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Brighter revenue outlook may be offset by federal cuts, need to cut class size


August 03, 2005 - A healthier state economy has improved the revenue outlook for the Lindbergh School District, but the district most likely still will have to dip into its reserves to balance its 2005-2006 budget.

During a budget workshop last week, Assistant Superintendent for Finance Pat Lanane told board members he now projects the district will receive $335,000 more in revenue than originally anticipated when the Board of Education adopted the 2005-2006 budget in June.

Lanane said July 27 that his revised revenue projection is based on final, unaudited budget numbers for the past school year.

But proposed expenditure adjustments in in response to federal cuts and additional staffing needs to reduce class sizes could total $307,000.

In his presentation, Lanane noted the unaudited final numbers for the past school year show the district collected $46,974,506 in operating revenue with operating expenditures totaling $45,429,922. When the board adopted the 2005-2006 budget in June, operating revenue for the past school year was projected at $45,246,565, while expenditures were estimated at $46,332,984.

Lindbergh ended the 2004-2005 school year with a funding balance of $24.7 million, according to Lanane. Of that amount, however, only about $11 million is unrestricted. The remainder is encumbered for cash-flow funds, emergency funds, fiduciary funds and legal obligations, Lan-ane told the Call.

Based primarily on the improved state economy, along with other factors, Lanane's revised projections for the 2005-2006 school year estimate increased operating revenues of $335,000 for a total of $47,010,097, while estimated operating expenditures remain unchanged at $46,956,157.

However, two budget adjustments that will be considered Tuesday, Aug. 9, by the Board of Education could increase operating expenditures by roughly $307,000. The board-approved budget for the coming school year also provides for up to $680,000 in reserve spending, if necessary.

At the workshop, the four board members present — President Mark Rudoff, Secretary Vic Lenz, Treasurer Katie Wes-selschmidt and Barry Cooper — heard re-quests for two budget adjustments.

Nancy Rathjen, assistant superintendent for curriculum and instruction, told board members that roughly half of the funding budgeted to help meet federal No Child Left Behind mandates had been cut by the federal government, while Rick Francis, assistant superintendent for personnel, noted that increased enrollment had resulted in some larger-than-desired class sizes at the secondary level.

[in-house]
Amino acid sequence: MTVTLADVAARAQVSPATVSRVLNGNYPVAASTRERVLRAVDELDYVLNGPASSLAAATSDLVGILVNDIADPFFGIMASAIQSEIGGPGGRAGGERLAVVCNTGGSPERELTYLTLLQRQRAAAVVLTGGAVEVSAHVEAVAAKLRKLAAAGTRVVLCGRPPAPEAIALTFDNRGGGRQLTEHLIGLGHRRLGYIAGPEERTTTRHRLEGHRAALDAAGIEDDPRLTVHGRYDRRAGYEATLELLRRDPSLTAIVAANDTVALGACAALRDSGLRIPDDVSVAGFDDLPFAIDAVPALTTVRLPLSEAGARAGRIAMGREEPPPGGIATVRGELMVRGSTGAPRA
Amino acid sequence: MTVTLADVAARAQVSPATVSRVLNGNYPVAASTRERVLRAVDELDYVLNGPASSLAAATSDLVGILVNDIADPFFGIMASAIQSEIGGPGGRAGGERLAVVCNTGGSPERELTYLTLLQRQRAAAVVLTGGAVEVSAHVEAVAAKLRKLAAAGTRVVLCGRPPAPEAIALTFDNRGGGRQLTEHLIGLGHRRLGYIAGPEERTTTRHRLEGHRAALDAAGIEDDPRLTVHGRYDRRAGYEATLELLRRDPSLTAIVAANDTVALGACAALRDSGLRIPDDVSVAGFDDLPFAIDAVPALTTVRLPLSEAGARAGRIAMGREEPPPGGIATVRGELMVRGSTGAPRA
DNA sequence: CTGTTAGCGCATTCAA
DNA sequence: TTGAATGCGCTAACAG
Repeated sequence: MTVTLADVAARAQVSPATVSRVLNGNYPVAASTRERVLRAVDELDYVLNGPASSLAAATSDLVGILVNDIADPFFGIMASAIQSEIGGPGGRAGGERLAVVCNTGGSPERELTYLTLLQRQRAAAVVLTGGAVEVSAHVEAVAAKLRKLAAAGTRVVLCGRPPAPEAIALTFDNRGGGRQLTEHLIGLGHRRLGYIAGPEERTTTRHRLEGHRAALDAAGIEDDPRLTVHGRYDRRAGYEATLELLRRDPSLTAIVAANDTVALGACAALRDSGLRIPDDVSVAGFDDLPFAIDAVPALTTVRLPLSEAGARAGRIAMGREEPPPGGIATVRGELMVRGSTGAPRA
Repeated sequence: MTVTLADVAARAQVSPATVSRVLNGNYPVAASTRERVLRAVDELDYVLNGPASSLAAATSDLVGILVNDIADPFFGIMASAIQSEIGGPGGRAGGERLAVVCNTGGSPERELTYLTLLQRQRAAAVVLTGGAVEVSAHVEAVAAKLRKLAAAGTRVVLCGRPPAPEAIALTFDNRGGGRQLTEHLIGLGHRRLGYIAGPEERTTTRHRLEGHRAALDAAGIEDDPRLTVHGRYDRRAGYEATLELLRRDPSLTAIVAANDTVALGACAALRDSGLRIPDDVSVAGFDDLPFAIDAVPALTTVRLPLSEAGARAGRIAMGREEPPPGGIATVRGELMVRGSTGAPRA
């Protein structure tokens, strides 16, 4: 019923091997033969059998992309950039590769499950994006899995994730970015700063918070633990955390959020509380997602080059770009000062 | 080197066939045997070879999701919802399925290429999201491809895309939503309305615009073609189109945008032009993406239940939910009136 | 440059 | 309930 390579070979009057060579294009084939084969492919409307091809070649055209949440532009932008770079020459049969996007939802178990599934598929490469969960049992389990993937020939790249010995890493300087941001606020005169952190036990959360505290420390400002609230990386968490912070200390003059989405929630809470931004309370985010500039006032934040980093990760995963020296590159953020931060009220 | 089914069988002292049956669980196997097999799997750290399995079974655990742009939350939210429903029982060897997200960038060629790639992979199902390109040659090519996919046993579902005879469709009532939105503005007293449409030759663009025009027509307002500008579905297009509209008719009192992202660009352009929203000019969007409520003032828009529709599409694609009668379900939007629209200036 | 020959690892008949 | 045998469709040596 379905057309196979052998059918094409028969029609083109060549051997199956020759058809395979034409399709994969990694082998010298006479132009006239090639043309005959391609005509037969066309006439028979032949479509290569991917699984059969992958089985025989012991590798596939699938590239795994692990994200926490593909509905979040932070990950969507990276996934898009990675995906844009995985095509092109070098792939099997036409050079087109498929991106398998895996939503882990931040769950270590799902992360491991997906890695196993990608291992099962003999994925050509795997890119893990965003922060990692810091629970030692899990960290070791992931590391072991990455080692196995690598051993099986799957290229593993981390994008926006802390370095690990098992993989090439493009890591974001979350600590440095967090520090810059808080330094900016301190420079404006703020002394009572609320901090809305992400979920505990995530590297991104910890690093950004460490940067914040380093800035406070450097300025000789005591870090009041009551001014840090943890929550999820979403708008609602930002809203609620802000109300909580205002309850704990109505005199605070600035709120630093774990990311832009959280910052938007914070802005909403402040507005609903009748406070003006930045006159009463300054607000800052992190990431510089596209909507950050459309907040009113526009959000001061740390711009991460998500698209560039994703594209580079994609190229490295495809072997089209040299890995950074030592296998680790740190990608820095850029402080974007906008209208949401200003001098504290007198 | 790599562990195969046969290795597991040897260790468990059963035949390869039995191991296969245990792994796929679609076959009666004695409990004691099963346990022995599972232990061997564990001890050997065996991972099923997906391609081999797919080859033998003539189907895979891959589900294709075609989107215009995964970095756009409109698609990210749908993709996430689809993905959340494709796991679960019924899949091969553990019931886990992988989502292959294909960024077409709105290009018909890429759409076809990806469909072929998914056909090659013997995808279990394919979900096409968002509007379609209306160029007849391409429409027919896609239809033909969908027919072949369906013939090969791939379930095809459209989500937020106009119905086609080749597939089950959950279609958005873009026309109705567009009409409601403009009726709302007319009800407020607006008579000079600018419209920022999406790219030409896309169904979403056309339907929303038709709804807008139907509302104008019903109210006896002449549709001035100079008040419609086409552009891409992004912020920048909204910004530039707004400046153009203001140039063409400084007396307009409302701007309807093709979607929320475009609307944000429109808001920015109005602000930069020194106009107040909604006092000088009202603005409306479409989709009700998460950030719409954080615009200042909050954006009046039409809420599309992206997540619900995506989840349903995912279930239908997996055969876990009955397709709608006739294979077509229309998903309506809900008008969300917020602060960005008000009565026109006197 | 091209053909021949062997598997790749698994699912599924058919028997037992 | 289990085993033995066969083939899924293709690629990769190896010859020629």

Lanane said, "... My recommendation would be to look at some of these adjustments that we're asking for, but to maintain for the most part the $1.3 million expenditure reductions that we made for '05-'06 ...''

Rathjen said, "... The AYP (Adequate Yearly Progress) additions that we added to the final budget were about $340,000 and these were to cover additional reading help, math help, class-size reduction help. Three of the entitlement grants — Title I, Title II and Title V — are grants that are used for supplementary programming and support for the schools and these were the ones that were lowered ... So what we're looking at is just asking for the money that would get us to where we were when we ended our budget discussion in May.

"In other words, having the amount of support for reading and math in this year and again this year is extremely important because this is the first year that we are giving the communication arts and the math test in grade levels three through eight, both tests, and not only that, but the percentages climb quite a bit significantly this year as we have to get proficient in AYP. So it's a very important year and without that support, our support has essentially been cut in two. This $170,000 that's been cut in the title funding is about half of what was given earlier for the AYP money. So the request is just to get us back to where we were,'' she said.

Francis said that projected enrollment in seventh- and eighth-grade communications arts classes at Sperreng Middle School totals 31 pupils per class.

"... Of course, this is due to the personnel reductions that we had,'' he said, noting two communication arts teaching positions were eliminated. "That concerns us, trying to meet some of our academic expectations.''

At Lindbergh High School, enrollment in 11 social studies classes is projected at 28 to 30 students, the same projected enrollment for nine biology classes.

Francis said he would like to be able to hire two full-time teachers for the middle school communications arts classes and two half-time teachers for the high school classes.

Board members had no objections to the budget adjustment requests and will formally consider them Tuesday night.

Lanane said, "... Exclusive of those decisions you made tonight, you would actually be looking at a balanced budget for next year and even slightly better than that ...''

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